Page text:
Swinomish Climate Change Initiative

“If adaptation is to be our future, we at Swinomish have already proved ourselves equal to the challenge. In the spirit and knowledge of our long history, I urge those within our community to embrace this challenge, and to meet it with every confidence of success. That is the true essence of Swinomish.”   Chairman Brian Cladoosby Speepots, Swinomish Indian Tribal Community

In October of 2007 the Swinomish Indian Senate issued a Proclamation directing action to respond to climate change challenges. The Proclamation acknowledged the potential for issues and impacts in the vicinity of the Swinomish Indian Reservation and directs tribal departments and staff to undertake efforts and studies for promoting long-term proactive action.  Following this Proclamation, the Tribe attained funding through the U.S. Department of Health and Human Services - Administration for Native Americans (ANA), to support a major new $400,000 Climate Change Initiative. ANA provided 80% of the funding, and the Tribe matched the remaining 20%.

The Swinomish Climate Change Initiative began by assessing local climate impacts and vulnerabilities, and prioritizing planning areas and actions to address the possible effects of climate change, as related to health, culture, the built environment, and the natural environment. The ultimate goal at the time was to develop an action plan for the future based on a comprehensive study of where potential risks and impacts of are expected to occur. The Climate Adaptation Action Plan was released in 2010.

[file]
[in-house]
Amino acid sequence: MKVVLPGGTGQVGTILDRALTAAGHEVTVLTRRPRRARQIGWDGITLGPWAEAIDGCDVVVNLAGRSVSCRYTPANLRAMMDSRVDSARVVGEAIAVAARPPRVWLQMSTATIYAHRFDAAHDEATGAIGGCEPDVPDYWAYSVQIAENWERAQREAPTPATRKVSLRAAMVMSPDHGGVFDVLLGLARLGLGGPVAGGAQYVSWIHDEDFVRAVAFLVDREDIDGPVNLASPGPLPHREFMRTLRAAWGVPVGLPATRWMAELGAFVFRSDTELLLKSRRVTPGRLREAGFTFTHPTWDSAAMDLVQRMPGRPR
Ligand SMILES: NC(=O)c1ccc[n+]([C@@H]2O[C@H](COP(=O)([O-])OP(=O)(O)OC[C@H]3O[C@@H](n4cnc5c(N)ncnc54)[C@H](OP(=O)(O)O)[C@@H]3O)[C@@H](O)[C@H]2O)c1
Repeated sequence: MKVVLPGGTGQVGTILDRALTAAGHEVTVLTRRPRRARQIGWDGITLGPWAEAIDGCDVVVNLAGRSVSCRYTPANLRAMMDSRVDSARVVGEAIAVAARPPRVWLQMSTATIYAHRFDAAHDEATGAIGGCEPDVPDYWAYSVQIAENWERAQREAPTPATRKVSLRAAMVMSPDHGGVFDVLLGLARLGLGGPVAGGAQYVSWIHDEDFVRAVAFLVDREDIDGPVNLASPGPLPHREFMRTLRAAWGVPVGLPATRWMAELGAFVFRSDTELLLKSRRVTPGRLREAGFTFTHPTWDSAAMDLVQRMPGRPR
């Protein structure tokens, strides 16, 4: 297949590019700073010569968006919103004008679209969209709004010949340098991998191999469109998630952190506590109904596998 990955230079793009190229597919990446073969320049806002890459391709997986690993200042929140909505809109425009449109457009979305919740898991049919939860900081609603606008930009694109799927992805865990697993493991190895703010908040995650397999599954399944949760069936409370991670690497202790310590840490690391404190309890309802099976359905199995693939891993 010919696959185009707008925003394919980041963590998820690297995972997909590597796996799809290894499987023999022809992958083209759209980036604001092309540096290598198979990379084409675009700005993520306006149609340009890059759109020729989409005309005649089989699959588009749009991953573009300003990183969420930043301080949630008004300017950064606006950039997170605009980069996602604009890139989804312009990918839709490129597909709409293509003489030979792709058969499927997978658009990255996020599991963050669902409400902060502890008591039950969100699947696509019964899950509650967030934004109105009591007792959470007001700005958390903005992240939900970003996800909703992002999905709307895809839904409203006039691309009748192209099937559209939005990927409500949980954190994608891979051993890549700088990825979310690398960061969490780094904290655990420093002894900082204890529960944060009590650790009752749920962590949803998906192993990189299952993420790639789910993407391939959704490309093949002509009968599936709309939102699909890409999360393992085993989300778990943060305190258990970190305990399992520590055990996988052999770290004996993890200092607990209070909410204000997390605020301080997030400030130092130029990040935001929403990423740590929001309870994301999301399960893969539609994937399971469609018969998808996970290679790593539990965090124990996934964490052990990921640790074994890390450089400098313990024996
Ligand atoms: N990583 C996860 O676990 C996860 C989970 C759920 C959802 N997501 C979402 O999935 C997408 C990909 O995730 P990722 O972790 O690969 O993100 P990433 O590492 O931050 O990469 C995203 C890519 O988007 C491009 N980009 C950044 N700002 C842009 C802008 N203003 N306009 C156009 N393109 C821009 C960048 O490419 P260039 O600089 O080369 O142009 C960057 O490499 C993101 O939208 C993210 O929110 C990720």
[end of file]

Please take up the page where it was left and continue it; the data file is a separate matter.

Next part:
The Proclamation, climate impact assessment, and adaptation plan laid the foundation for the adaptation project team to "assemble a comprehensive adaptation strategy toolbox. Types of options in the toolbox included non-regulatory tools such as buffers and incentives, regulatory controls such as shoreline restrictions and setbacks, options to allow shoreward migration of beaches and habitat, practical engineering techniques such as bank protection or raising/hardening structures where desired or appropriate, and improved risk prevention planning. To establish a rational process for evaluating strategy options, the team worked with project advisors to develop a set of evaluation objectives against which to do initial screening of options, and using those objectives the team developed a set of action recommendations.

Take away lessons:

  • Swinomish Senate’s leadership on climate change since 2007 has empowered tribal policy and science staff to tackle immediate challenges.

  • Considerable progress has been made on numerous science and policy fronts to begin adaptation actions and bolster community preparedness.

  • Long-term strategies, plans and projects are underway and will help the Tribe move forward in a science-based, coordinated manner to be prepared and continue adapting to climate change."

The Swinomish Indian Reservation, located on the southeastern peninsula of Fidalgo Island in Washington state, is surrounded by water on three sides and is adjacent to low-lying mainland areas - susceptible to sea-level rise among other related climate change impacts. The tribe’s historic and cultural reliance on many traditionally used resources is also at risk due to climate change.

 

Publication Date: 2008

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